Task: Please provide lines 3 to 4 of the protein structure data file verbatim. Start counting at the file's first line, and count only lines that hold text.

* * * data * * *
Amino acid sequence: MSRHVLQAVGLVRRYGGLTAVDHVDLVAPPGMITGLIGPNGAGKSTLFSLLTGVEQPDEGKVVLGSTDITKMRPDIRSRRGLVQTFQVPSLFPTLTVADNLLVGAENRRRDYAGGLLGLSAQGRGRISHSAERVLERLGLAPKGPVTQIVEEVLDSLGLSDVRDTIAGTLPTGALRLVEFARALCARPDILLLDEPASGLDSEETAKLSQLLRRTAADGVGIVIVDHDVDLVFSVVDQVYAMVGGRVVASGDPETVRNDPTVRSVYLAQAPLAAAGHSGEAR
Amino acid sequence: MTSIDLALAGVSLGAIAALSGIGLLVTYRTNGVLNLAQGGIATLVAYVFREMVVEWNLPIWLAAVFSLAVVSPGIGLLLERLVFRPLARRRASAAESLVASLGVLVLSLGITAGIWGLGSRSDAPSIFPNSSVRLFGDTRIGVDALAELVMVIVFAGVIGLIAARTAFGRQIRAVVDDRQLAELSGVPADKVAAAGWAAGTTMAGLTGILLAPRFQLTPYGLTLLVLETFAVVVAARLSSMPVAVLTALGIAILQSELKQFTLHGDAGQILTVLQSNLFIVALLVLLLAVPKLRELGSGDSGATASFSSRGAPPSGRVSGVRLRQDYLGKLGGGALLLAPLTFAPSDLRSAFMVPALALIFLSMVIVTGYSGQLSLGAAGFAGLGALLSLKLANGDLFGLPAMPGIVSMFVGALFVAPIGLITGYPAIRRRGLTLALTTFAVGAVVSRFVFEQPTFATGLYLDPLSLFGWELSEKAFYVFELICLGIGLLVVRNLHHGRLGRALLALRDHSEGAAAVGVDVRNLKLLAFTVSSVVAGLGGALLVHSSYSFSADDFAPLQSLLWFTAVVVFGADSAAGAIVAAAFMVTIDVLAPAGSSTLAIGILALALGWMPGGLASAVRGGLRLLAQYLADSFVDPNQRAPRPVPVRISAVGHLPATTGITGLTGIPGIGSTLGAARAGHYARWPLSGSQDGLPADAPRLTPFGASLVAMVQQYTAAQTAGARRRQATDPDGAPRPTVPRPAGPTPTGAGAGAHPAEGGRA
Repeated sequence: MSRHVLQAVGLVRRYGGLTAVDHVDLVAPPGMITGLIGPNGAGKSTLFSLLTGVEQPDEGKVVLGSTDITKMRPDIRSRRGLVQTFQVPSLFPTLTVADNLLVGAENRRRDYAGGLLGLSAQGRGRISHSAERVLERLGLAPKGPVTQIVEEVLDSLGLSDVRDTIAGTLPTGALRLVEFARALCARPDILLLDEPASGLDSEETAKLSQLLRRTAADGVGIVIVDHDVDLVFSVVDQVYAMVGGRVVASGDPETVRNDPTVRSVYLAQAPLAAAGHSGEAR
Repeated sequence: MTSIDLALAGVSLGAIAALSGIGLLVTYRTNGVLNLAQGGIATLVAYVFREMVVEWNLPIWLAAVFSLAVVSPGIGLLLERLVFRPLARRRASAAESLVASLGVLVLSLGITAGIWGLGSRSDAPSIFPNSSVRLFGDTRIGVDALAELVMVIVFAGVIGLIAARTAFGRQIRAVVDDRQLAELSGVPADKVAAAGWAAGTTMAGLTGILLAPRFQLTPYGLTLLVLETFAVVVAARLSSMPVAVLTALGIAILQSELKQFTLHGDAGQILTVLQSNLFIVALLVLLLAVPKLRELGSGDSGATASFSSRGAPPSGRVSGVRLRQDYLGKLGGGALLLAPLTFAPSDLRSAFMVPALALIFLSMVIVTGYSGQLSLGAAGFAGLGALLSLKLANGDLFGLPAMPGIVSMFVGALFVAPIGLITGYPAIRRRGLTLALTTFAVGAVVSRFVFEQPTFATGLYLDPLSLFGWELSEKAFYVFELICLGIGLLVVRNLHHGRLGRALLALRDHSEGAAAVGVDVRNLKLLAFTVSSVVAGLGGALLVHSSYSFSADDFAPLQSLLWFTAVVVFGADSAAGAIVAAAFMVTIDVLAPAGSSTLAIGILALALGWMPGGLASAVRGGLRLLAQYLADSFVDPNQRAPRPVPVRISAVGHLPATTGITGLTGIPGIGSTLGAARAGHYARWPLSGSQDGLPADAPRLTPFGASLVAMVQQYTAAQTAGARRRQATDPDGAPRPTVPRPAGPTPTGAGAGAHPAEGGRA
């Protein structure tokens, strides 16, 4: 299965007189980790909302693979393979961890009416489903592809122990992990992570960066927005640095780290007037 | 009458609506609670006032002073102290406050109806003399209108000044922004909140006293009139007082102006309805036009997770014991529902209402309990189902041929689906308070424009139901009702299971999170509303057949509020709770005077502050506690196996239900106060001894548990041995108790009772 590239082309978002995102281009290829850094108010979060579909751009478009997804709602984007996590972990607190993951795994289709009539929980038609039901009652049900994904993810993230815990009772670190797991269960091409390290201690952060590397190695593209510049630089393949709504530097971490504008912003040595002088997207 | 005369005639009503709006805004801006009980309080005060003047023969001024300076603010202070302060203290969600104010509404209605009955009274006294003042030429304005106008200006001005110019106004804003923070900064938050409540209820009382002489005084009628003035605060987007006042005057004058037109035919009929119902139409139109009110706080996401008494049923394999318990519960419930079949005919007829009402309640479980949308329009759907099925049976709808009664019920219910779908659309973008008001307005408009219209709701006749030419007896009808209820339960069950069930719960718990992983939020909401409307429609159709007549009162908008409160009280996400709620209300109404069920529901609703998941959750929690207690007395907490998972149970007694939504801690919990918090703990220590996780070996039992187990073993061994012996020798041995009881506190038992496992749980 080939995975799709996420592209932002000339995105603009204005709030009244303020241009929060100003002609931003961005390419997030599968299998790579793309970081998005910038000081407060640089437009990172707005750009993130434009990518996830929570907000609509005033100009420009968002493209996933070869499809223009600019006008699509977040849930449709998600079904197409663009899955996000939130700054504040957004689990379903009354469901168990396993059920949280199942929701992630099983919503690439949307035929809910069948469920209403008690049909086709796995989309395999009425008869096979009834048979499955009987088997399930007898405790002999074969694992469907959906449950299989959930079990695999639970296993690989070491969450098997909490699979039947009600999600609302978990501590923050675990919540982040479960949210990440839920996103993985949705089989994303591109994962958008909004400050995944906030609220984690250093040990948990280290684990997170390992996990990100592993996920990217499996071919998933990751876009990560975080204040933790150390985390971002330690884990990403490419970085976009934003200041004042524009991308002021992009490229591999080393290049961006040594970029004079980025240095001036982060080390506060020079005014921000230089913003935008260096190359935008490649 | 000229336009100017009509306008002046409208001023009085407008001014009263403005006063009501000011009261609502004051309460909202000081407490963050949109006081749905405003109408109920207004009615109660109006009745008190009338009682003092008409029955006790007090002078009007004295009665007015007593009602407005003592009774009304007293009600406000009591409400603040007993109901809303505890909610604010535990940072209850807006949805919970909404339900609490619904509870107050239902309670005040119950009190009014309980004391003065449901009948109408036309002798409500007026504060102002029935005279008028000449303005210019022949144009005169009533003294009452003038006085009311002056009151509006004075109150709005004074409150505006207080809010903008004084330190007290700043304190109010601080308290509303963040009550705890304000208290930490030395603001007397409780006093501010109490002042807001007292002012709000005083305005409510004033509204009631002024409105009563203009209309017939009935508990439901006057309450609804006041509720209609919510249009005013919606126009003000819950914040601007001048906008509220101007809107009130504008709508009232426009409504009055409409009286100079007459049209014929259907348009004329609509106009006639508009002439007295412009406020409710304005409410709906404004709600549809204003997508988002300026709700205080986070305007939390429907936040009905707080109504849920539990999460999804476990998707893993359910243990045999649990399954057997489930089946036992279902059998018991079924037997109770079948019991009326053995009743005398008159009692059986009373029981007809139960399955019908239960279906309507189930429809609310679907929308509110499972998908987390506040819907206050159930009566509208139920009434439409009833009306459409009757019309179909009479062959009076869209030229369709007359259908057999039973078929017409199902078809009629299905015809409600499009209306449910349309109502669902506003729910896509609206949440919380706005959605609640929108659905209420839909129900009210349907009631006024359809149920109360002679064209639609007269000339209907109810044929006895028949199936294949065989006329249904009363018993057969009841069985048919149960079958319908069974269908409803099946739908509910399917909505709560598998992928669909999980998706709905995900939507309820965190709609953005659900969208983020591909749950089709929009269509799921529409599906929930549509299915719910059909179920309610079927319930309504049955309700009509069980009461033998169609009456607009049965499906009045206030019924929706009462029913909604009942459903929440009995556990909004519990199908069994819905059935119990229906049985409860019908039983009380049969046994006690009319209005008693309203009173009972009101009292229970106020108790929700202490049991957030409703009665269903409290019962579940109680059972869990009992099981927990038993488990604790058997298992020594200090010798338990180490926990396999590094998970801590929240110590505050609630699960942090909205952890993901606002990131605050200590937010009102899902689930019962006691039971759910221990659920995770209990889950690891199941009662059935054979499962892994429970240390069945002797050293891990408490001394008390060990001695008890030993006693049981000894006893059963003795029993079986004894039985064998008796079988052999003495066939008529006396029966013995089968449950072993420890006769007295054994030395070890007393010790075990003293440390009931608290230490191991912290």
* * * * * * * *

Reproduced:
Repeated sequence: MSRHVLQAVGLVRRYGGLTAVDHVDLVAPPGMITGLIGPNGAGKSTLFSLLTGVEQPDEGKVVLGSTDITKMRPDIRSRRGLVQTFQVPSLFPTLTVADNLLVGAENRRRDYAGGLLGLSAQGRGRISHSAERVLERLGLAPKGPVTQIVEEVLDSLGLSDVRDTIAGTLPTGALRLVEFARALCARPDILLLDEPASGLDSEETAKLSQLLRRTAADGVGIVIVDHDVDLVFSVVDQVYAMVGGRVVASGDPETVRNDPTVRSVYLAQAPLAAAGHSGEAR
Repeated sequence: MTSIDLALAGVSLGAIAALSGIGLLVTYRTNGVLNLAQGGIATLVAYVFREMVVEWNLPIWLAAVFSLAVVSPGIGLLLERLVFRPLARRRASAAESLVASLGVLVLSLGITAGIWGLGSRSDAPSIFPNSSVRLFGDTRIGVDALAELVMVIVFAGVIGLIAARTAFGRQIRAVVDDRQLAELSGVPADKVAAAGWAAGTTMAGLTGILLAPRFQLTPYGLTLLVLETFAVVVAARLSSMPVAVLTALGIAILQSELKQFTLHGDAGQILTVLQSNLFIVALLVLLLAVPKLRELGSGDSGATASFSSRGAPPSGRVSGVRLRQDYLGKLGGGALLLAPLTFAPSDLRSAFMVPALALIFLSMVIVTGYSGQLSLGAAGFAGLGALLSLKLANGDLFGLPAMPGIVSMFVGALFVAPIGLITGYPAIRRRGLTLALTTFAVGAVVSRFVFEQPTFATGLYLDPLSLFGWELSEKAFYVFELICLGIGLLVVRNLHHGRLGRALLALRDHSEGAAAVGVDVRNLKLLAFTVSSVVAGLGGALLVHSSYSFSADDFAPLQSLLWFTAVVVFGADSAAGAIVAAAFMVTIDVLAPAGSSTLAIGILALALGWMPGGLASAVRGGLRLLAQYLADSFVDPNQRAPRPVPVRISAVGHLPATTGITGLTGIPGIGSTLGAARAGHYARWPLSGSQDGLPADAPRLTPFGASLVAMVQQYTAAQTAGARRRQATDPDGAPRPTVPRPAGPTPTGAGAGAHPAEGGRA